[Letter to the editor]Healing with people-to-people dialogue
It saddens me to sometimes encounter unmitigated, dogmatic expressions of hatred by Koreans for the Japanese. This anger is understandable of course, considering the lack of official Japanese atonement, and indeed even the denial and glossing over of facts concerning colonial crimes, as well as war crimes in the past. The old wounds seem to be very much still open. Junichiro Koizumi’s visits to the Yasukuni war shrine and Shinzo Abe’s nationalist agenda have certainly not helped smooth over the historical grievances between Japan and its neighbors, South Korea and China.
Since diplomatic headway on these issues has been slow and stubborn, perhaps what is needed is more simple dialogue between the people of South Korea and Japan. By this I mean greater cultural familiarity and openness to discussing issues and having conversations, rather than ostracism by one side and complete ignorance or apathy on the other.
Allow me to present the example of a single individual, although individuals like this may be rare indeed. Recently, while in China, I met an American man in his late 60s who was traveling through Asia. He is a Nisei: though he was raised in the United States and speaks only English, both his parents were Japanese.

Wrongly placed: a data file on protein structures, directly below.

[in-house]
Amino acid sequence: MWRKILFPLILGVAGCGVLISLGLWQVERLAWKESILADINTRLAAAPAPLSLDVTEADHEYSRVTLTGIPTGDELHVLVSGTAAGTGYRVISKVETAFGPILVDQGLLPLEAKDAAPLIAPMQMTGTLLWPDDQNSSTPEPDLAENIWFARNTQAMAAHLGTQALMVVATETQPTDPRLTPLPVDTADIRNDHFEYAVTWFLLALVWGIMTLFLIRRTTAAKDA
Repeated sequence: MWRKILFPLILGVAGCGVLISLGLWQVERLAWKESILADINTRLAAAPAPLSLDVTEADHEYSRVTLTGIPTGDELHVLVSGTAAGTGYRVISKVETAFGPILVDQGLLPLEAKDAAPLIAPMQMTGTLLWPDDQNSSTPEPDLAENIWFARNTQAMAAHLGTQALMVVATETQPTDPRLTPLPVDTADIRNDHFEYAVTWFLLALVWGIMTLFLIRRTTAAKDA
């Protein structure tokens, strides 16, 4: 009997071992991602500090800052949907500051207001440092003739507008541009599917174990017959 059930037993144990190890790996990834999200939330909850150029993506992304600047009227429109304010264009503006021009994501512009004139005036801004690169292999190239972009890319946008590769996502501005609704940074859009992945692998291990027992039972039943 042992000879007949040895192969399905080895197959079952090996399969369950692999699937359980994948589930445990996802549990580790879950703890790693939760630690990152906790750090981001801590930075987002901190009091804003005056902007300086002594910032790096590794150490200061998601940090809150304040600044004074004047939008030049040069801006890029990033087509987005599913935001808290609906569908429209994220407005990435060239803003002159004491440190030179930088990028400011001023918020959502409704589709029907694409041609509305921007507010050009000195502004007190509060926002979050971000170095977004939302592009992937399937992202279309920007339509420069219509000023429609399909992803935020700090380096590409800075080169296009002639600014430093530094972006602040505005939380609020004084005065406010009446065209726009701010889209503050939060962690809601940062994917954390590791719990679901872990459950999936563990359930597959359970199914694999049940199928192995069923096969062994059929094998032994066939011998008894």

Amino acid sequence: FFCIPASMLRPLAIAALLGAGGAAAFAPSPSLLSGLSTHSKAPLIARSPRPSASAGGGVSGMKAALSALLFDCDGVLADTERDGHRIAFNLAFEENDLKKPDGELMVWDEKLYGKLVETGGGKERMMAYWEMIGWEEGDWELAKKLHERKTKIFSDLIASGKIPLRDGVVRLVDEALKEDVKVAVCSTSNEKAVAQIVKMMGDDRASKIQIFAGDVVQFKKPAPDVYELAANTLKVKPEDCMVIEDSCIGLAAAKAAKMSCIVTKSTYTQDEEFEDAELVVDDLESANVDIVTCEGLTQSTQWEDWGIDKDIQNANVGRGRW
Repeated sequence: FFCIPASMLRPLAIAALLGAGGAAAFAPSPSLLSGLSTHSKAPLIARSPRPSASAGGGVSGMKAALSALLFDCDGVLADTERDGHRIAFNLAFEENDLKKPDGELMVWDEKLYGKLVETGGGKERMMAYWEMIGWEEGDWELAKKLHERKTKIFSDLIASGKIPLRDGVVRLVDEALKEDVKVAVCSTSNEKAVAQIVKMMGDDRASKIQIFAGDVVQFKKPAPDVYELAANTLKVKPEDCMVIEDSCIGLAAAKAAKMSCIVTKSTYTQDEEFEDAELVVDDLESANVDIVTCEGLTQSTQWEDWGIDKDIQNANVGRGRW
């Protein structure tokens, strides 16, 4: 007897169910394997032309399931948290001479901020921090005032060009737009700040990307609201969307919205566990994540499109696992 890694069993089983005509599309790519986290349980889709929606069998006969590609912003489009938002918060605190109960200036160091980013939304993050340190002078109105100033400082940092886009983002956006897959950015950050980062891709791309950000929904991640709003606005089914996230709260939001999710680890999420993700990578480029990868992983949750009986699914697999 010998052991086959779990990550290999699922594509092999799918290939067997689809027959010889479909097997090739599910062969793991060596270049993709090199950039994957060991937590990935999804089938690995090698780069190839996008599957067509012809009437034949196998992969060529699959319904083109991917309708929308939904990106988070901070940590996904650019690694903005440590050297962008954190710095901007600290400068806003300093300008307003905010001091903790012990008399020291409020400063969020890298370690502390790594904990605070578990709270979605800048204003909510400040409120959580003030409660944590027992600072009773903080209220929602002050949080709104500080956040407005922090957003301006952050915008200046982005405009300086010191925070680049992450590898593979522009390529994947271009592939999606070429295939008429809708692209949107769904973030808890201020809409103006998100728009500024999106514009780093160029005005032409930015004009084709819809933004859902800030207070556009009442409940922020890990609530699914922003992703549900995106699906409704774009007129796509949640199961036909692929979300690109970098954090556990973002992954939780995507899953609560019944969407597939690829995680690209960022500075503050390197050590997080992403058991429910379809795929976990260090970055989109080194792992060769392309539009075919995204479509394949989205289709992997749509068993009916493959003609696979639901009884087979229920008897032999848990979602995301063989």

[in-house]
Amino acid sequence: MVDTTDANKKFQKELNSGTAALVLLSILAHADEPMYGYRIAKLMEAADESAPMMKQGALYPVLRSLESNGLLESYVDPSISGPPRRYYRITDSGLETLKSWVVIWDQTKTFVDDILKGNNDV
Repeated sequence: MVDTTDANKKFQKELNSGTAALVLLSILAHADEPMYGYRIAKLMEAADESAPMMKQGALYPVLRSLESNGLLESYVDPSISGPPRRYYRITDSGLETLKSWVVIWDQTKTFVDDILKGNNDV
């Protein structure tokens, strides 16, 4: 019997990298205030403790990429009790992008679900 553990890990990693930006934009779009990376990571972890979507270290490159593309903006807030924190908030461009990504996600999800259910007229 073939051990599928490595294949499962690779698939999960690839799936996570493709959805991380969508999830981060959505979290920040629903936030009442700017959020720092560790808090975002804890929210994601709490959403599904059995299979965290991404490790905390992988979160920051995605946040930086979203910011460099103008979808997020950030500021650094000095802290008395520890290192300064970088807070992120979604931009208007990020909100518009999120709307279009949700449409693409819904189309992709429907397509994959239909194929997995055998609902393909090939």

As a child, during World War II, he and his family were placed in a Japanese-American internment camp, and perhaps this early experience has had something to do with his current interest in and concern with the history of that war and its buildup.
He is personally concerned with the war crimes committed by Japan, and had, in Harbin and other cities, visited various museums on the occupation of Manchuria. He also traveled to South Korea, visiting Independence Hall in Cheonan and the comfort women museum in Gwangju. He even attended a Wednesday rally by comfort women outside the Japanese Embassy in Seoul. When I met him, he was preparing to go to Nanjing, but informed me that the museum of the Japanese massacre was closed for renovations, which is a pity, since, as I’ve seen firsthand, this museum is quite powerful and moving. Not only did he travel to these painful sites of history, but he continually discussed the issues in question with the people he met, as I saw for myself.
Individual efforts like this are an inspired step toward reconciliation. Another case, this one high-profile, is that of Senator Daniel Inouye. Another Nisei, he has been instrumental in extracting an apology from Abe in relation to the comfort women resolution in the U.S. Congress. This kind of personal initiative pursuing a moral line should be encouraged and recognized, by Korean and Japanese citizens alike.
Matthew C. Crawford, visiting professor, Chungnam National University